While our jungle trek did not yield much wildlife, it gave us another opportunity to spend time together and discuss best practices in the field and among our communities. Connections were made, contacts were exchanged and friendships were created, bound with the common love of fishing cats and the commitment to their conservation.
Twenty-six participants spanning nine countries from three continents met in Nepal with a common goal, to save the endangered fishing cat. It was a rare privilege to participate in the process, to see the inner workings of a conservation planning organization and to be included in a Strategic Plan designed to take action to save a species.
I had an amazing journey to Nepal and my last moment of awe came on the airplane as I was leaving the country. The Himalayas appeared on my side of the plane, reminding me once again that we live in a dynamic world filled with beauty and wonder, a world worth conserving. I am proud to be a part of an organization like the Cincinnati Zoo that teaches the value of conservation and supports programs that work toward global conservation and understanding of our incredible planet.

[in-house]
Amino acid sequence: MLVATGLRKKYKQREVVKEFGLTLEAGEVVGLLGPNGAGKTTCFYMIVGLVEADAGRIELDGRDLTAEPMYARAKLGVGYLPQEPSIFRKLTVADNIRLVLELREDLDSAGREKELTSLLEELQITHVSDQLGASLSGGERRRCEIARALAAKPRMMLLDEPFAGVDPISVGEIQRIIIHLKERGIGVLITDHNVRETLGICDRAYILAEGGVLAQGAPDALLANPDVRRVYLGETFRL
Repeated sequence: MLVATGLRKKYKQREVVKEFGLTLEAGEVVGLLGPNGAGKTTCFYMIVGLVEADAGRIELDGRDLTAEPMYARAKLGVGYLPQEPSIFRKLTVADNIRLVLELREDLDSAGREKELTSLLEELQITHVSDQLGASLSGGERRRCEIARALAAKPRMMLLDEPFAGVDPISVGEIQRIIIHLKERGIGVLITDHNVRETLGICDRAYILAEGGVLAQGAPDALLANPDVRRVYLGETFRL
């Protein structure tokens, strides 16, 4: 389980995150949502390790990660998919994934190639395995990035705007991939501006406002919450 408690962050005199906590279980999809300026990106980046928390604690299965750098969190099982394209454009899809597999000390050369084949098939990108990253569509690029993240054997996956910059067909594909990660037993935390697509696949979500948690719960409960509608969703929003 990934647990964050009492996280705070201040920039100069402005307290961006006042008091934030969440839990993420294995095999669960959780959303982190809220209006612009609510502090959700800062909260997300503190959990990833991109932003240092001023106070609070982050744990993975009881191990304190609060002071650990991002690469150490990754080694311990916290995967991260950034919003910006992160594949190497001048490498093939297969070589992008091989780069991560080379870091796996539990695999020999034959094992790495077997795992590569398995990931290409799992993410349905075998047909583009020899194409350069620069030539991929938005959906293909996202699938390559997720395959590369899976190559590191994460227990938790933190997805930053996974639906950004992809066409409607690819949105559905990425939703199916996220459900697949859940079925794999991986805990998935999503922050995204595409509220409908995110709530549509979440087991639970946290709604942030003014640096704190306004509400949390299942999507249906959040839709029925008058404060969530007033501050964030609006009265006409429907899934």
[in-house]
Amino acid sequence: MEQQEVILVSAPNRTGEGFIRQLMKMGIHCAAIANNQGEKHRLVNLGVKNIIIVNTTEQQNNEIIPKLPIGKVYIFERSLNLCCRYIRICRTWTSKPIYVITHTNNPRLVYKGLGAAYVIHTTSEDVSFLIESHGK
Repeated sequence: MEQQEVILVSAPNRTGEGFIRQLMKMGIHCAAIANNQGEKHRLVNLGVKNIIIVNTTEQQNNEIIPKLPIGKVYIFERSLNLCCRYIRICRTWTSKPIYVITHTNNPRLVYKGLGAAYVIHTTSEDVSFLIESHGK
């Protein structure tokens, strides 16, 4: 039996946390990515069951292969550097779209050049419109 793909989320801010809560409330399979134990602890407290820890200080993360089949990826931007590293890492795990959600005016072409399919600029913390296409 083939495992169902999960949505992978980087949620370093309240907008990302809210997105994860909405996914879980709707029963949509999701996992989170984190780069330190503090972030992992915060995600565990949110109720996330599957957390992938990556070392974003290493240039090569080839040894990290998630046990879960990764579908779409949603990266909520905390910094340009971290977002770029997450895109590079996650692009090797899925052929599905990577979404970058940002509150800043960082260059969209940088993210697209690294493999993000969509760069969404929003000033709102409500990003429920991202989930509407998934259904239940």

December 11, 2015 4 Comments
Mexico is one of the most biologically diverse countries in the world thanks to its large size, variety of habitats, and position as a transition zone between North America’s temperate and Central America’s tropical regions. However, little is known regarding the distribution and status of Mexico’s wildlife, including the iconic and endangered jaguar. Relatively little government land in Mexico is dedicated to conservation and most of its wildlife survives outside of protected areas. In northern Mexico, much of the land is owned by private cattle ranchers. Thus, cattle ranches have a critical role in conserving the country’s wildlife.
In 2012, the U.S. Fish and Wildlife Service/Laguna Atascosa National Wildlife Refuge commissioned a non-profit organization, Conservación y Desarrollo de Espacios Naturales (CDEN), to conduct a monitoring study. CDEN used motion-sensitive cameras to determine the status of the ocelot on ranchland in the Mexican state of Tamaulipas with the hopes that the population would be healthy enough to allow the transfer of an ocelot to South Texas to boost its endangered ocelot population.